Lawmakers also approved a bill giving priority to returning students who qualify for MAP grants, guaranteeing they would receive funding for four years if they apply each year and their financial situation doesn’t change.
New minimum teacher salaries
A bill backed by the state’s teachers unions establishes minimum statewide teacher salaries, updating a law from 1980 that says full-time teachers must make at least $9,000. The new minimums would start at $32,076 for a full-time teacher in fall 2019 and incrementally rise to $40,000 by 2022. After that, increases would be tied to the Consumer Price Index.
The bill comes with no funding so it would be up to local school districts to come up with the money. “This is great news for so many of our members,” said Kathi Griffin, president of the Illinois Education Association, the state’s largest teachers union. “The fact that legislators wanted to see educators earn a decent living is a huge step forward.”
Sen. Manar pushed for the law as a way to combat a teacher shortage. “Teachers in too many districts in Illinois are underpaid, that’s one big reason why we have a shortage.” Manar said. He said getting the governor to sign the bill “is going to be a challenge,” but he doesn’t believe it should be. “I think it’s going to be a huge step in the right direction so we can get the best and the brightest into the profession.”
Boost for early childhood
A block grant that has long sustained public preschool programs across Illinois will increase by $50 million, bringing total funding to $494 million. Chicago typically gets about 40 percent of that grant.
The boost will help Chicago Mayor Rahm Emanuel accomplish his campaign promise to offer free public preschool to all 4-year-olds in the city, regardless of income. Emanuel said free preschool would cost $175 million annually once it’s fully implemented in 2021. He said this week Chicago Public Schools also will use state education money for kindergarten through 12th grade to pay for universal preschool.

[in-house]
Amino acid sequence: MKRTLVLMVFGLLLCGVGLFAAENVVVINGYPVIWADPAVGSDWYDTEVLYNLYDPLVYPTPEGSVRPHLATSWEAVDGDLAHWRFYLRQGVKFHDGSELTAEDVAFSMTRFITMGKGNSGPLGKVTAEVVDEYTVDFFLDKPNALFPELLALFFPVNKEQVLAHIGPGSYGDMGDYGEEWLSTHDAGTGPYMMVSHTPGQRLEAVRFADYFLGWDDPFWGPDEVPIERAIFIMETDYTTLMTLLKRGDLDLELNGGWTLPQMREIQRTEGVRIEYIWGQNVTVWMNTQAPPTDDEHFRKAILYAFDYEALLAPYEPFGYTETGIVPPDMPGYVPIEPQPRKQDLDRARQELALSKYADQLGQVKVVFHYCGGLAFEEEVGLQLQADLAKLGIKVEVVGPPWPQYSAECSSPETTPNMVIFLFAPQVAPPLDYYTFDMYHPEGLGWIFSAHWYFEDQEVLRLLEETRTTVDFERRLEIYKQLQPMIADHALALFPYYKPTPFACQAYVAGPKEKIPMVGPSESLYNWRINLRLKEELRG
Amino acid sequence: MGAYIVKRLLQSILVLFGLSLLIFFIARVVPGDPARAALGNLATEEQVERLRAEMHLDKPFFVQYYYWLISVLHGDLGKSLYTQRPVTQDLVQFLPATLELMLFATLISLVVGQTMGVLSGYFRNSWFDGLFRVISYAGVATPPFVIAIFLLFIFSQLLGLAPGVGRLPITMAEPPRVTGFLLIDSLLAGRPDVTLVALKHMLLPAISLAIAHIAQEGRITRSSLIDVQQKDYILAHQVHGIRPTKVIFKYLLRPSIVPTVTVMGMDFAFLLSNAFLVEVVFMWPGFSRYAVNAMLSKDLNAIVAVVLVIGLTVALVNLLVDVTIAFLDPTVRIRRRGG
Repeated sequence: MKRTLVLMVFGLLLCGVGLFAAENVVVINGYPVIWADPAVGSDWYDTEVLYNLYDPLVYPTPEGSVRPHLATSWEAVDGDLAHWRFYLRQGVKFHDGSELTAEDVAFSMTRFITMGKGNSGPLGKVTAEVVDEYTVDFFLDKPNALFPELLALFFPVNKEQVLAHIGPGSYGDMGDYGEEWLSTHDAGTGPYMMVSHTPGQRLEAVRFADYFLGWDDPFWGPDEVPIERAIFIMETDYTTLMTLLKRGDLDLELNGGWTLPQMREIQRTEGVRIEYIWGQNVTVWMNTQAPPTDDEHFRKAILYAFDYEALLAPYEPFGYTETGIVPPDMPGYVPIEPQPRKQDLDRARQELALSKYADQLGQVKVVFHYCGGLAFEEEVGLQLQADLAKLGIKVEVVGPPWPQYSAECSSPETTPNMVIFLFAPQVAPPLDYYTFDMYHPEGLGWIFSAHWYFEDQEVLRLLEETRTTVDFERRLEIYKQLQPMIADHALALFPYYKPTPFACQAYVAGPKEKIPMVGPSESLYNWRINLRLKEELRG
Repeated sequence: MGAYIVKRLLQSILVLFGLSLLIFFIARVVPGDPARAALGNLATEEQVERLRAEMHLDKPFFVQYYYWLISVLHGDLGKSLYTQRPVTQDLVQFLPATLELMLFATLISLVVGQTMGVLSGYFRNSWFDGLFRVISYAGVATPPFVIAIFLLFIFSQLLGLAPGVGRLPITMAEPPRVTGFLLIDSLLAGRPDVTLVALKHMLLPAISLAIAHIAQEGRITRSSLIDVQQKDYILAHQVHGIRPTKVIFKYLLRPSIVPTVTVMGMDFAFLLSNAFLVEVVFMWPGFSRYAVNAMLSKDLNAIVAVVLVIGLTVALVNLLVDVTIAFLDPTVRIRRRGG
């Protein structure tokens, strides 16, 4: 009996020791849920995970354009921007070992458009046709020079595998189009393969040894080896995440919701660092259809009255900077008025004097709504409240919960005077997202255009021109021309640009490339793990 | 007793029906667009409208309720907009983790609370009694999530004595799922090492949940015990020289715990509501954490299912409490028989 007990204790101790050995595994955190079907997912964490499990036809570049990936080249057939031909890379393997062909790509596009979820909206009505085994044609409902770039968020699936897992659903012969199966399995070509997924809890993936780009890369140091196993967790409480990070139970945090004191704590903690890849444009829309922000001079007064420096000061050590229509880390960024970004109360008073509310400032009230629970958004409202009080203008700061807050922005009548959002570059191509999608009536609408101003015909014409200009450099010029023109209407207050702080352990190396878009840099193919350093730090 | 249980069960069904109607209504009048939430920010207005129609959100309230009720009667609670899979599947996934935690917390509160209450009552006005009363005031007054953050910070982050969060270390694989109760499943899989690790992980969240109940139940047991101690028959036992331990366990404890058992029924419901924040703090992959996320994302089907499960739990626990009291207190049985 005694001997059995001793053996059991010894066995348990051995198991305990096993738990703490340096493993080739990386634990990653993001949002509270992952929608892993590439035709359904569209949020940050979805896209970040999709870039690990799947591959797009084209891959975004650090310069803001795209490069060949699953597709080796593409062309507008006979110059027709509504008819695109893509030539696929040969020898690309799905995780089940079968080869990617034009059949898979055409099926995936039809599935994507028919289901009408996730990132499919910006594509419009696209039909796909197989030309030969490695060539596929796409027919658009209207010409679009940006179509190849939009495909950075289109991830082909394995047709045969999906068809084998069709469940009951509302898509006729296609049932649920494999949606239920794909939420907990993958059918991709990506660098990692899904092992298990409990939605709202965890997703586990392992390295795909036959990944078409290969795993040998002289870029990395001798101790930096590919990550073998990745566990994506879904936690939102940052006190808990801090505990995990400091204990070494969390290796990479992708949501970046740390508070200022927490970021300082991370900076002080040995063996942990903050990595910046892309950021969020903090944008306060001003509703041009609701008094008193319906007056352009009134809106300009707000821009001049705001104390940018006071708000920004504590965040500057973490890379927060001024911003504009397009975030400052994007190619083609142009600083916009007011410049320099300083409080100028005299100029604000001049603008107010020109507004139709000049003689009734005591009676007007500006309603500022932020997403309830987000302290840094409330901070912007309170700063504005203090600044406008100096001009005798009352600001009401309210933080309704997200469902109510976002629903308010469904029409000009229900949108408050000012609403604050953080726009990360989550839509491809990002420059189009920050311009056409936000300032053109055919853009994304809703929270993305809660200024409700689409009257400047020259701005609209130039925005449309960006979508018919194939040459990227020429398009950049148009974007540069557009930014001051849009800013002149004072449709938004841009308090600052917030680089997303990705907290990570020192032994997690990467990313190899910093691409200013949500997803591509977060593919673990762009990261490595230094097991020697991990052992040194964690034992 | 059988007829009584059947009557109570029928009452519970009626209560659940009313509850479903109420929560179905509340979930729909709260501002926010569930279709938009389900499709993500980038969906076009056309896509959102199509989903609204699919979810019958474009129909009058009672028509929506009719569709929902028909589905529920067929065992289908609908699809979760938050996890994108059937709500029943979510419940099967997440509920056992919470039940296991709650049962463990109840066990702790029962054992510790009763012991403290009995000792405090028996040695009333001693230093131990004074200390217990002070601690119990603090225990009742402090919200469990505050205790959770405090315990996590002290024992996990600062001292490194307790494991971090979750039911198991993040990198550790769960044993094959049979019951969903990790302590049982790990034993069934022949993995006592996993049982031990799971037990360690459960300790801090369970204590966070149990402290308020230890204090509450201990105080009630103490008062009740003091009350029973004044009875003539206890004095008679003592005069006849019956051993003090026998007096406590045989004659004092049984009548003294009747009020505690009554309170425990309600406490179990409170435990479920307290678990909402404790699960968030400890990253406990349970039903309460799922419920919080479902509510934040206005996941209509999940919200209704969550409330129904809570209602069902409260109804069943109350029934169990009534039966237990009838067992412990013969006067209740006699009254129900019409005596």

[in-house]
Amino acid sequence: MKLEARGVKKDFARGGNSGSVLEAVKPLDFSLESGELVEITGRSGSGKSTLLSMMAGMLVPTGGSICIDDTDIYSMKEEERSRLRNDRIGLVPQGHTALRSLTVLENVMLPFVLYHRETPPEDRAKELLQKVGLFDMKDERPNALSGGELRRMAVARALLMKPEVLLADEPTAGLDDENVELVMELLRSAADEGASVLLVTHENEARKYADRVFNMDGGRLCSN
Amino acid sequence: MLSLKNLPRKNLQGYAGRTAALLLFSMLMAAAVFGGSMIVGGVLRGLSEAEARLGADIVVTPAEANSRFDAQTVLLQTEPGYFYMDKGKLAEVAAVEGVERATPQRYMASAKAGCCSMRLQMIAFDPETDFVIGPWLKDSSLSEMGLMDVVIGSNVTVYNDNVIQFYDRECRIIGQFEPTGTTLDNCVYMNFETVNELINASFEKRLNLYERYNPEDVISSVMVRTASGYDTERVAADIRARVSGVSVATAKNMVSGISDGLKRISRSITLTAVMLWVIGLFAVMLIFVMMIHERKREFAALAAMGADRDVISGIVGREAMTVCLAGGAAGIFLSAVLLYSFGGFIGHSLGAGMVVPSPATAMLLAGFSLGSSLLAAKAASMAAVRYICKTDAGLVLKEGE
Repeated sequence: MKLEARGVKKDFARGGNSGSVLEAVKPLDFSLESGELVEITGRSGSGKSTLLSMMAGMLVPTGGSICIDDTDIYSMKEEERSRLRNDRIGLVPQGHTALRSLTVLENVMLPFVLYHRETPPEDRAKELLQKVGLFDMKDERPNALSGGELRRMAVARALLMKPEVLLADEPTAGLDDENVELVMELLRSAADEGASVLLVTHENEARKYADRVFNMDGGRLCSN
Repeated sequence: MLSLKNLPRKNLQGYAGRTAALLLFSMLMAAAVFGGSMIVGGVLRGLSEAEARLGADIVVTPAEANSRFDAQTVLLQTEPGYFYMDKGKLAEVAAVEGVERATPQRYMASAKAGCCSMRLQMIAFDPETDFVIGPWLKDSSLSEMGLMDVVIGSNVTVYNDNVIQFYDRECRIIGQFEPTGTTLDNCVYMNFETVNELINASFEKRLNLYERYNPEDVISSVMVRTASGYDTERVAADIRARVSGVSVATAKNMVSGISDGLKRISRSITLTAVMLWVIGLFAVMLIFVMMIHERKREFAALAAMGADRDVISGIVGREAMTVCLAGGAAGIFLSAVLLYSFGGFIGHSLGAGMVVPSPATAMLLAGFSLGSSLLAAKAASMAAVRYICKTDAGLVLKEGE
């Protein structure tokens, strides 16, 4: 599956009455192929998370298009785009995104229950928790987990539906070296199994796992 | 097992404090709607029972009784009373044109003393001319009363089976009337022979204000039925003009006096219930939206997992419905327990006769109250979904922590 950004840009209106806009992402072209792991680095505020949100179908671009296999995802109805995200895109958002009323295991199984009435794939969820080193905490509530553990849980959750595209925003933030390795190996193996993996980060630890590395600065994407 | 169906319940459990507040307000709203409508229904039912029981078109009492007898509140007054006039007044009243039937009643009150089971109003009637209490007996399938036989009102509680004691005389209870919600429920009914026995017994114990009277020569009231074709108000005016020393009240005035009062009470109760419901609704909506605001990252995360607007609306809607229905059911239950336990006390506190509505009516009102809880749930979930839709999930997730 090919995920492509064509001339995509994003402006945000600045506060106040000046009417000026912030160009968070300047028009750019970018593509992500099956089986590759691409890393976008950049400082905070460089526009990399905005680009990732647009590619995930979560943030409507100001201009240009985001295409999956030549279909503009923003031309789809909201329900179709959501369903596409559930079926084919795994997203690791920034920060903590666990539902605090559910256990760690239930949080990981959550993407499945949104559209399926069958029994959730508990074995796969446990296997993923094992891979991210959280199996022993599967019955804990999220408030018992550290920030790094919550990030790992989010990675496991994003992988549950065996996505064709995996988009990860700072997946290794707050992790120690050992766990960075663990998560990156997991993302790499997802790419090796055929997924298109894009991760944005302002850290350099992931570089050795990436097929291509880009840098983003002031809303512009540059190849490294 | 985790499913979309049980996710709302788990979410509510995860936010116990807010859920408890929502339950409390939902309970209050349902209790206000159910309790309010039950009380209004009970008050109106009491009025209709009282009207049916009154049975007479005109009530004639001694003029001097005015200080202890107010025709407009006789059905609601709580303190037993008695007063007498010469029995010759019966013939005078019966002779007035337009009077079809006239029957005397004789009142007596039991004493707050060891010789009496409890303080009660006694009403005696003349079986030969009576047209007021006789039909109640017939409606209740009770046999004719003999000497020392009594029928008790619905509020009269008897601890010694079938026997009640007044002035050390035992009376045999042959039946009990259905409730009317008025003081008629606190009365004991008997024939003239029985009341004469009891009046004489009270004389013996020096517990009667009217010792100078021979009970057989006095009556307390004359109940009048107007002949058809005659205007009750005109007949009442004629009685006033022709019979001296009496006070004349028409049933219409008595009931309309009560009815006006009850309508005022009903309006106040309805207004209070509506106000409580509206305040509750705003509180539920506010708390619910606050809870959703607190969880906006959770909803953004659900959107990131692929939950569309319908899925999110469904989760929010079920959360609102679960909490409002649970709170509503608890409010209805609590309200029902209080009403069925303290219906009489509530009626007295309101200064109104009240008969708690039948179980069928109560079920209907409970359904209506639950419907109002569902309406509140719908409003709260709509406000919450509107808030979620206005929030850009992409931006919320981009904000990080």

State Charter School Commission stripped of power — again
For a second year in a row, lawmakers voted to gut the powers of the State Charter School Commission. Under the bill, the commission would no longer have the authority to approve a charter school proposal that has been denied by a local school board. The bill was backed this time by Chicago Public Schools. In recent years, Chicago charter schools that CPS attempted to close appealed to the commission, which voted to keep them open.
Andrew Broy, president of the Illinois Network of Charter Schools, called the perennial attempts to gut the powers of the commission “plainly political.” He said this attempt was designed to “create an election issue this fall.”
The governor is unlikely to sign the bill, however. In February, he vetoed a similar attempt. “The commission has only approved 6 out of 48 appeals since its inception in 2011, and has a track record of careful consideration of what is best for students within local contexts,” Rauner wrote at the time. He said school districts can appeal commission decisions through the courts.